Nico Rosberg won the Austrian Formula One Grand Prix for the second year in a row in a Mercedes one-two finish with team mate Lewis Hamilton on Sunday.
Hamilton’s overall championship lead was cut to 10 points, after eight of the 19 races, with the Briton starting on pole position but beaten crucially into the first corner by the determined German.
The victory was Rosberg’s third of the season, to Hamilton’s four, and left him on 159 points to his team mate’s 169.
“I will try from now on,” grinned Rosberg when asked why he did not drive every race like that. “It’s an awesome feeling of course to win again here. The start made the race.
“It really worked out perfectly today.”
Any hopes of a thrilling chase to the end were dashed when the double world champion, who finished 3.8 seconds behind, collected a five-second penalty for a pit lane infringement on the 35th of the 71 laps.
“Nico did a fantastic job today. He was quicker during the race, I had a bad start which lost me ground,” said Hamilton in podium interviews conducted by former F1 racer Gerhard Berger. “I was pushing as hard as I could.”
Brazilian Felipe Massa finished a distant third for Mercedes-powered Williams after holding off Ferrari’s Sebastian Vettel, who had lost crucial seconds on his one pitstop when the wheel gun jammed on his right rear tyre.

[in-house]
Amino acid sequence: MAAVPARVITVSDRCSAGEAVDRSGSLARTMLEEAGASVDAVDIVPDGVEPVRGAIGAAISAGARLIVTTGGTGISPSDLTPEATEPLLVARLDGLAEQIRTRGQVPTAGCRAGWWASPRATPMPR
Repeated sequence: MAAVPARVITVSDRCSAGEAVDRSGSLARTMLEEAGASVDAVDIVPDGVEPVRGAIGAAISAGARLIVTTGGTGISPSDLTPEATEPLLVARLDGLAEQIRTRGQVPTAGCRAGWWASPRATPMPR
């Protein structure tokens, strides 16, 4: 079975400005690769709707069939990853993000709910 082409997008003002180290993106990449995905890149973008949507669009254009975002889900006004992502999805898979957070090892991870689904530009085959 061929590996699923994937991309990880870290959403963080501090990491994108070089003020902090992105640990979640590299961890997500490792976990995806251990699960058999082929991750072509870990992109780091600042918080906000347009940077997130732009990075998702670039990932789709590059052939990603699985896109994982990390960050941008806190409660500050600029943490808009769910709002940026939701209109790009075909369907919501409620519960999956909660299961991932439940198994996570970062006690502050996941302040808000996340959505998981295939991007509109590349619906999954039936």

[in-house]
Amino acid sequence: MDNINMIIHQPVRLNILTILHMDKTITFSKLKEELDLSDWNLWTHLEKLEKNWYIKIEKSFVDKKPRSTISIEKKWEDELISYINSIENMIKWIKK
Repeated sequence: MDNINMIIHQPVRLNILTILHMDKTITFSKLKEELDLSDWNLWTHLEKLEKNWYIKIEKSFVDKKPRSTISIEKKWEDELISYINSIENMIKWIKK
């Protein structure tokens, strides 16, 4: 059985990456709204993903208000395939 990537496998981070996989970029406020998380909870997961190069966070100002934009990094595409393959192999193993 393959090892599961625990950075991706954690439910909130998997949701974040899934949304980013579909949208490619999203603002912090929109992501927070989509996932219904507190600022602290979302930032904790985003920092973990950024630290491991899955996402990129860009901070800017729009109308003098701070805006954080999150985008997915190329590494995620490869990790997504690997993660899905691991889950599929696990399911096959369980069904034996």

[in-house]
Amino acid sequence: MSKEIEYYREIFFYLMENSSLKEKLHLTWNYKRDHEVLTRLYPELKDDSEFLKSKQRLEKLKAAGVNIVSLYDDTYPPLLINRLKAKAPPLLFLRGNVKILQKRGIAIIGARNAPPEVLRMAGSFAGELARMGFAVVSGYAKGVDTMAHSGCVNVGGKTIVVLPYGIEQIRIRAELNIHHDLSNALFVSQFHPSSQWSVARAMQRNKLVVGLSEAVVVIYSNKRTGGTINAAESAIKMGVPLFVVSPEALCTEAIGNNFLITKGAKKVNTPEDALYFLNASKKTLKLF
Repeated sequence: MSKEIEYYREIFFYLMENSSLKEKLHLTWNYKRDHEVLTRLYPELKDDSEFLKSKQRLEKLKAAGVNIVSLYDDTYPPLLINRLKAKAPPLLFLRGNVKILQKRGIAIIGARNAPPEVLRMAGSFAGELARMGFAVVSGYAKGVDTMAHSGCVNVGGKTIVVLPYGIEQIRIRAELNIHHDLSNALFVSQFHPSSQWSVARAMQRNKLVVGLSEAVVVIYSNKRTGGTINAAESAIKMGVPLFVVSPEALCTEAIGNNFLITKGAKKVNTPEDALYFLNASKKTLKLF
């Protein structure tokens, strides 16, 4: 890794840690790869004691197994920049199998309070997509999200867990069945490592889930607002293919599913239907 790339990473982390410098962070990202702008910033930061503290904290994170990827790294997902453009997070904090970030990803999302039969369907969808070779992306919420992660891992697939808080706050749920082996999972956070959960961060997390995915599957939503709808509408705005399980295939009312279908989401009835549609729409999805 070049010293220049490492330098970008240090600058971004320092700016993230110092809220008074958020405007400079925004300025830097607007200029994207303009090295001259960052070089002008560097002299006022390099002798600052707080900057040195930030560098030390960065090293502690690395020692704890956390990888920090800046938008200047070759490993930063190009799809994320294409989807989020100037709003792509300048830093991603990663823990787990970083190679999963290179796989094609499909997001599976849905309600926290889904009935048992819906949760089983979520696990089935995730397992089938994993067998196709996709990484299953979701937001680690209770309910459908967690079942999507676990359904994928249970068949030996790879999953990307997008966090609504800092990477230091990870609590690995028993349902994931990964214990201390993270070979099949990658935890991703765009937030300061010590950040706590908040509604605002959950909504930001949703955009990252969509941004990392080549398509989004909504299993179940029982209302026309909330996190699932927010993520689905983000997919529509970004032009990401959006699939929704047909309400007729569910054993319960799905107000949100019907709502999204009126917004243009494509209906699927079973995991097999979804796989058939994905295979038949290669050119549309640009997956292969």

“I just managed to keep the line and not make any mistake and just use a little bit of experience,” said Massa, who started on pole last year, after his 40th career podium.
Vettel’s team mate Kimi Raikkonen and McLaren’s Fernando Alonso collided and crashed into the barriers at the second corner, bringing out the safety car for five laps as the wreckage was removed.
The McLaren ended up on top of the Ferrari, fortunately without hitting Raikkonen’s head or hands, and perched on the barriers.
Alonso, who had started on the back row of the grid after collecting a 25-place drop following engine and gearbox changes, said the collision with his former Ferrari team mate had been a scary moment.
“The start was very good. Kimi had a lot of wheel spin out of turn two. We were overtaking him and he lost the car on the left. I was on the left. I could not see anything. I looked in the mirror and saw a car under my car,” he said.
“I jumped quickly to see he was OK. I saw he was so I was happy,” added the Spaniard, who waited for Raikkonen to get out of the car before they walked away together.
Williams’s Valtteri Bottas finished fifth, ahead of 2015 Le Mans 24 Hours winner Nico Hulkenberg in a Force India and Venezuelan Pastor Maldonado seventh for Lotus.
Max Verstappen, the 17-year-old Dutch rookie, was eighth for Toro Rosso after struggling to control his car on worn tyres at the end and Mexican Sergio Perez made it a double points finish for Force India.
Red Bull’s Daniel Ricciardo grabbed a consolation point for the unhappy hosts with 10th place on a cloudy day with occasional sunshine but none of the rain some had hoped for.
Only 14 cars finished the race, with both the Honda-powered McLarens out of action after just 10 laps in another dismal afternoon for the former champions.